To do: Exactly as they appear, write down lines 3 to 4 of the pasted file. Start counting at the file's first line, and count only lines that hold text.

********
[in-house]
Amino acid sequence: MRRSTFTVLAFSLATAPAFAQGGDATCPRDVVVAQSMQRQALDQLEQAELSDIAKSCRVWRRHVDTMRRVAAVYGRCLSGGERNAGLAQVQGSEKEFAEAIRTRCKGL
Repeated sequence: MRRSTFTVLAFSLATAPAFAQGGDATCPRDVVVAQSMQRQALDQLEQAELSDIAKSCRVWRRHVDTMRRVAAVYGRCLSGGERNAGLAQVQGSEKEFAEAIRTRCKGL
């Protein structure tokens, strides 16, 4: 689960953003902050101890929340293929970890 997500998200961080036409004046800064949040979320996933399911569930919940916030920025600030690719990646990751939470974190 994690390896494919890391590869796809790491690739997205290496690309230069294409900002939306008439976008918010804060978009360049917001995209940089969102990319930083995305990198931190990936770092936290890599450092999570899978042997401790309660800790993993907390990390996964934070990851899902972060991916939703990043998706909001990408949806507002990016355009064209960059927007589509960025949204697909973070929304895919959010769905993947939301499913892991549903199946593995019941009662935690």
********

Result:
Repeated sequence: MRRSTFTVLAFSLATAPAFAQGGDATCPRDVVVAQSMQRQALDQLEQAELSDIAKSCRVWRRHVDTMRRVAAVYGRCLSGGERNAGLAQVQGSEKEFAEAIRTRCKGL
């Protein structure tokens, strides 16, 4: 689960953003902050101890929340293929970890 997500998200961080036409004046800064949040979320996933399911569930919940916030920025600030690719990646990751939470974190 994690390896494919890391590869796809790491690739997205290496690309230069294409900002939306008439976008918010804060978009360049917001995209940089969102990319930083995305990198931190990936770092936290890599450092999570899978042997401790309660800790993993907390990390996964934070990851899902972060991916939703990043998706909001990408949806507002990016355009064209960059927007589509960025949204697909973070929304895919959010769905993947939301499913892991549903199946593995019941009662935690």